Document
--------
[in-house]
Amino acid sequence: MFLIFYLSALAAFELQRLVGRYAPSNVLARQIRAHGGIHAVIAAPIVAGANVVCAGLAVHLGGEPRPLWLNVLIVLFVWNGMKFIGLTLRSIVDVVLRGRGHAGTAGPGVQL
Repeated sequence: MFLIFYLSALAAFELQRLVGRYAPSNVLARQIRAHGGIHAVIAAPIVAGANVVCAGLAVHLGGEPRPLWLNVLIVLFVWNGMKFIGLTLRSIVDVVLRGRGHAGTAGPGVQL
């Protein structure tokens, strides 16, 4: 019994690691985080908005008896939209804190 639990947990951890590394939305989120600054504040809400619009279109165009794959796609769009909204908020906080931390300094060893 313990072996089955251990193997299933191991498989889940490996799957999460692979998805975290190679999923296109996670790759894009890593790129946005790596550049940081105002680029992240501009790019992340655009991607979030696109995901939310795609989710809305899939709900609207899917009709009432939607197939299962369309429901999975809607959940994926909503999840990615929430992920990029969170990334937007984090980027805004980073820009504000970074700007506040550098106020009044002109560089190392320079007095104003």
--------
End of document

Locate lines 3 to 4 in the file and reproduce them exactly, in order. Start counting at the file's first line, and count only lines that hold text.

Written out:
Repeated sequence: MFLIFYLSALAAFELQRLVGRYAPSNVLARQIRAHGGIHAVIAAPIVAGANVVCAGLAVHLGGEPRPLWLNVLIVLFVWNGMKFIGLTLRSIVDVVLRGRGHAGTAGPGVQL
């Protein structure tokens, strides 16, 4: 019994690691985080908005008896939209804190 639990947990951890590394939305989120600054504040809400619009279109165009794959796609769009909204908020906080931390300094060893 313990072996089955251990193997299933191991498989889940490996799957999460692979998805975290190679999923296109996670790759894009890593790129946005790596550049940081105002680029992240501009790019992340655009991607979030696109995901939310795609989710809305899939709900609207899917009709009432939607197939299962369309429901999975809607959940994926909503999840990615929430992920990029969170990334937007984090980027805004980073820009504000970074700007506040550098106020009044002109560089190392320079007095104003």